AQHIs are calculated based on the cumulative health risk attributable to the 3-hour moving average concentrations of four air pollutants namely, ozone (O3), nitrogen dioxide (NO2), sulphur dioxide (SO2) and particulate matter (PM2.5 / PM10). The risk factors of each pollutant were obtained from local health studies. The potential health effects of air pollutants are listed in here.
The health effects of air pollution depend on the concentrations of the air pollutants and the duration of exposure. Exposure to moderately high pollution levels for a short period of time normally will not lead to significant health problem.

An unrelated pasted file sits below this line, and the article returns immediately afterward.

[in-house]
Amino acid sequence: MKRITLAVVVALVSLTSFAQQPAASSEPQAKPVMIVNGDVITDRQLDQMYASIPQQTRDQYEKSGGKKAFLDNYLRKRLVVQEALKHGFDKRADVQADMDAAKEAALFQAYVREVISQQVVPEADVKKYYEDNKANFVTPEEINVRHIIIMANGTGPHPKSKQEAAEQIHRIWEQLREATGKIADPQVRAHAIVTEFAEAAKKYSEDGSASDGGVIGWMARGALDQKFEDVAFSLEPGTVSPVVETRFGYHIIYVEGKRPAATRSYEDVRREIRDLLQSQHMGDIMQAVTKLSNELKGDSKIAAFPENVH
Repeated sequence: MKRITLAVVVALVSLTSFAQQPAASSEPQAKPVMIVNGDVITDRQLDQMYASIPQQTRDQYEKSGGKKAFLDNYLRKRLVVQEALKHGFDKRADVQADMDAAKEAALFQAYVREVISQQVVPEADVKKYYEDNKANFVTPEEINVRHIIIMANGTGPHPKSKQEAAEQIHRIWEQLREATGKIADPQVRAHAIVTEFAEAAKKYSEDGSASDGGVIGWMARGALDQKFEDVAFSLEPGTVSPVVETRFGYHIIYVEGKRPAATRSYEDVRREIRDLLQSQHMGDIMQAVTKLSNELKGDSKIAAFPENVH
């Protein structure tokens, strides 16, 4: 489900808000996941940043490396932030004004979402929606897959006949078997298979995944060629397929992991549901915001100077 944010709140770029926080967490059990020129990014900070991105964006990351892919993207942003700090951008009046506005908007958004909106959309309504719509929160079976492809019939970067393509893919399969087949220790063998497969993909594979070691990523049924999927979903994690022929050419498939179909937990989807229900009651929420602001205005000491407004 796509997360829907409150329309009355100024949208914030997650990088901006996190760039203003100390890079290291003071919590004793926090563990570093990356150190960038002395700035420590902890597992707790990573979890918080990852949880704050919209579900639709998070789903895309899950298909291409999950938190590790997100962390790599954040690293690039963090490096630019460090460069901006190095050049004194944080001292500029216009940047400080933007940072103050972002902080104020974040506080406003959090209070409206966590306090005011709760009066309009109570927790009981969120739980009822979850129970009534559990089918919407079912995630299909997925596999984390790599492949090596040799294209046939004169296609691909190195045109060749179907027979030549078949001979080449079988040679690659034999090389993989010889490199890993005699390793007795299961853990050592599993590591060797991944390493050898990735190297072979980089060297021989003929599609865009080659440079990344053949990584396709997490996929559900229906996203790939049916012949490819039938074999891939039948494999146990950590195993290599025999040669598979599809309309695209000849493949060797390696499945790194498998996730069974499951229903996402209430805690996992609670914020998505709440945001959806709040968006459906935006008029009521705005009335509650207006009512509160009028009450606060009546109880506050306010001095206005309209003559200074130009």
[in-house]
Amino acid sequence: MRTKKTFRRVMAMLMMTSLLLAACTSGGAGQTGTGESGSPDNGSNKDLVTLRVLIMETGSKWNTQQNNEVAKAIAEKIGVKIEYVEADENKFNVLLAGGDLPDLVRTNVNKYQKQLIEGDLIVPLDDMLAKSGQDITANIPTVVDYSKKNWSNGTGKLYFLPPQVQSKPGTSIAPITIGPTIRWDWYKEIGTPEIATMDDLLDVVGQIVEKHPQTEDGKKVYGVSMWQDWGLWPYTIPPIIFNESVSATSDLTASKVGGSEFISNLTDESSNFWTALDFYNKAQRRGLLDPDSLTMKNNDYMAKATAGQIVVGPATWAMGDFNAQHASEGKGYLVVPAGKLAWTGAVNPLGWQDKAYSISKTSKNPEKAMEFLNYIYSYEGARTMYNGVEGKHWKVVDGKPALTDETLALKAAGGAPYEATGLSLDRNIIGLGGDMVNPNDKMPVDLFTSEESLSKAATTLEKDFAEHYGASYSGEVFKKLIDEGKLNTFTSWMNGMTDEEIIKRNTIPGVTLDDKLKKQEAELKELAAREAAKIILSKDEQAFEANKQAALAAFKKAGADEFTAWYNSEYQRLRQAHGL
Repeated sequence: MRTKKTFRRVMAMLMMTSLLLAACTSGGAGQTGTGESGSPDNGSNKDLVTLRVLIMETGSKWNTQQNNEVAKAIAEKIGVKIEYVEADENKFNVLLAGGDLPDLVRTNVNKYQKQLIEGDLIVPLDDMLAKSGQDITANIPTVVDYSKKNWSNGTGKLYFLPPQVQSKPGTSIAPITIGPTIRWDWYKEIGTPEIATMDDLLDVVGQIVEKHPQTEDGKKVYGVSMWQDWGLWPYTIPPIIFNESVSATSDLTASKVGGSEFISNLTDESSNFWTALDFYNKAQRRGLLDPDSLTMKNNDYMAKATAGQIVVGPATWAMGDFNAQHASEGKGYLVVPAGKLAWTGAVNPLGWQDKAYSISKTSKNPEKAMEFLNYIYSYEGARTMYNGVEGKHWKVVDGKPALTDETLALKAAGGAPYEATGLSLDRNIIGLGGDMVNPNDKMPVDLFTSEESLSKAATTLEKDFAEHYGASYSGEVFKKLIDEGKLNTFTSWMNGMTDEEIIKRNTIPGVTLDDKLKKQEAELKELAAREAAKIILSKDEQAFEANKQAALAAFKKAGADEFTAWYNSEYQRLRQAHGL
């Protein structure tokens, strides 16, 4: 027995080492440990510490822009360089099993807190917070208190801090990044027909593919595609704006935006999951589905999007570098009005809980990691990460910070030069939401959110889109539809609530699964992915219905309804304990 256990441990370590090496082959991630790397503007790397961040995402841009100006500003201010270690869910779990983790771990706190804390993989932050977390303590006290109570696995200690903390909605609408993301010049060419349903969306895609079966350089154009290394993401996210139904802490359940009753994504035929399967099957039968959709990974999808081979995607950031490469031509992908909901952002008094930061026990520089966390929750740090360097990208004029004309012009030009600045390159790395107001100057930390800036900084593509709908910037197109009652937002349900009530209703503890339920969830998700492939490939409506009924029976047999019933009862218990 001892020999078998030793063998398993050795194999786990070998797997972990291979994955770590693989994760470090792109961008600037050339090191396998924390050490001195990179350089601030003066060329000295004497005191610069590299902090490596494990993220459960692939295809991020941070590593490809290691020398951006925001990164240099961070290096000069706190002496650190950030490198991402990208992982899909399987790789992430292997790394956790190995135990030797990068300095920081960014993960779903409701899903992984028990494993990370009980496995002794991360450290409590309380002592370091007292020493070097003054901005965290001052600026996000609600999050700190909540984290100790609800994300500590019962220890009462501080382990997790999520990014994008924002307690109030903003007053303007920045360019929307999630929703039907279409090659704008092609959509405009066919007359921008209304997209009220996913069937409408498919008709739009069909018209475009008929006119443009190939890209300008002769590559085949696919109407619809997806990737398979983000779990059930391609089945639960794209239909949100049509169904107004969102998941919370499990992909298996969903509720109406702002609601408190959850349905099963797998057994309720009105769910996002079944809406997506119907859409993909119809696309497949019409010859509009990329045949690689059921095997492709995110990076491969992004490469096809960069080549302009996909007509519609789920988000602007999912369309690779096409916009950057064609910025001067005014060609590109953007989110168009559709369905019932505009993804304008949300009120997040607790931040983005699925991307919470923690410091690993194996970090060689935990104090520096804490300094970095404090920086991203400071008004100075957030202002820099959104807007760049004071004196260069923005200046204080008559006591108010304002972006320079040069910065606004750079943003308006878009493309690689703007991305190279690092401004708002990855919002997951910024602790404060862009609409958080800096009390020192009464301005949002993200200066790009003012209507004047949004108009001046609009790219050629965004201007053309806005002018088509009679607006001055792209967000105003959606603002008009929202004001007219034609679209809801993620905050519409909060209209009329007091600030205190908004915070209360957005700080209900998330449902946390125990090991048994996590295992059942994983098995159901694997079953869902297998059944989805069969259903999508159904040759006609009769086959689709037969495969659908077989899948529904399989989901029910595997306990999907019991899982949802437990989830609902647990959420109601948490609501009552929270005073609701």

The AQHI informs you of the short-term health risk of air pollution and helps you take precautionary measures to protect your health.
The AQHIs are reported on a scale of 1 to 10 and 10+ and are grouped into five health risk categories as shown below.
The general AQHI is more relevant to most of us as it represents the air pollution that we are exposed to for most of the time. The roadside AQHI is relevant to those who spend several hours continuously in a day in busy streets. The EPD has provided advice to public regarding precautionary actions to take for such levels.